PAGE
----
You can also visit the Folk Park, a sympathetic recreation of a 19th century village, built around the castle, populated by actors in period dress.
- Ashford Castle
When you probably think of a general idea of a castle, something like Ashford should pop out in your head.
Surrounded by the natural wonders of Connemara and the delightful village of Cong, this castle passed from family to family until it reached the hands of Arthur Guinness who turned it into the royal hunting and fishing estate.
Nowadays is a luxury hotel where, for sure, spending a night as a king is quite expensive, however is possible visiting the surrounding gardens and having a lovely tea in the spectacular Connaught Hall.
But sipping tea in one of Ireland’s most beautiful castles is worth a penny.
Price: : https://www.ashfordcastle.com/
Website : https://www.ashfordcastle.com/
- Dunluce Castle
If you are a Game of Thrones geek, this castle is definitely what you are looking for.
Infact, the so called Iron Island in Game of Throne are set in this remote part of Ireland.
Even though it’s quite close to the Antrim county, nearby Belfast, the ruins of this castle rest on that rocky hill, overlooking the sea.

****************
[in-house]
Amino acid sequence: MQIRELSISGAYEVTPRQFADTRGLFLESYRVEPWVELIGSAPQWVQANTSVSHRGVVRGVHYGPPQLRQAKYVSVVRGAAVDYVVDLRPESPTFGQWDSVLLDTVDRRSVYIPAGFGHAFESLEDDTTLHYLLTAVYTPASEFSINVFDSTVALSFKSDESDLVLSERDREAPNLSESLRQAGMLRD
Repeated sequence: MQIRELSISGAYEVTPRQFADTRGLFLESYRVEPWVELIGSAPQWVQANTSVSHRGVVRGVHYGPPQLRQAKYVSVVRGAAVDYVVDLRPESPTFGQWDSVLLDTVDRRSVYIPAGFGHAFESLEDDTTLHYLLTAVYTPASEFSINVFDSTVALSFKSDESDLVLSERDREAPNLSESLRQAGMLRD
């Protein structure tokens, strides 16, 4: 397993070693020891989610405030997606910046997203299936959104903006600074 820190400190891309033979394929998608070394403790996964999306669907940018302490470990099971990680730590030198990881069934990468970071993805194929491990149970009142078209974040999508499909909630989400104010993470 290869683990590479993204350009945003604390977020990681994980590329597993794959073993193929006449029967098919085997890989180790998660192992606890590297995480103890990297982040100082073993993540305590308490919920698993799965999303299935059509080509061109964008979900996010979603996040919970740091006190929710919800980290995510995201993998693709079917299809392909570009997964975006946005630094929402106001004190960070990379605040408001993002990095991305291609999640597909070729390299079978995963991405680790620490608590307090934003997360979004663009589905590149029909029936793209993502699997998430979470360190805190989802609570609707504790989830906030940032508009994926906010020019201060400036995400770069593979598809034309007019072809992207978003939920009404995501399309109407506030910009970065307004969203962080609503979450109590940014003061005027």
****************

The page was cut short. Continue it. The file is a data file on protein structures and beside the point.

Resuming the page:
Totally worth the pilgrimage.
Price: Free entry
- Malahide Castle
This “city” castle is just a 30 minutes train journey from Dublin. Despite its pretty ancient look, its decor could boast a vast collection of modern piece of fournitres.
The castle is surrounded by a large park as well as a botanical garden which includes many rare and tropical plants.
Its corridor witnessed a terrible series of death and that’s exactly why a good chance for visiting them is through the night’s ghost tours.
Price: 12€ Gardens included
- Lismore Castle
Last but not least. Like all most beautiful things in the world, this castle is not entirely available. Its rooms are closed to the public, but its garden offer a lovely view of the stunning architecture of the structure.
While strolling around its greenhouses or magnolias and Yee Tree Walk, let this natural beauties inspired you as they did with Edmund Spence, the british author of ‘The Faerie Queen’ in a round 1590.
Price: 8 €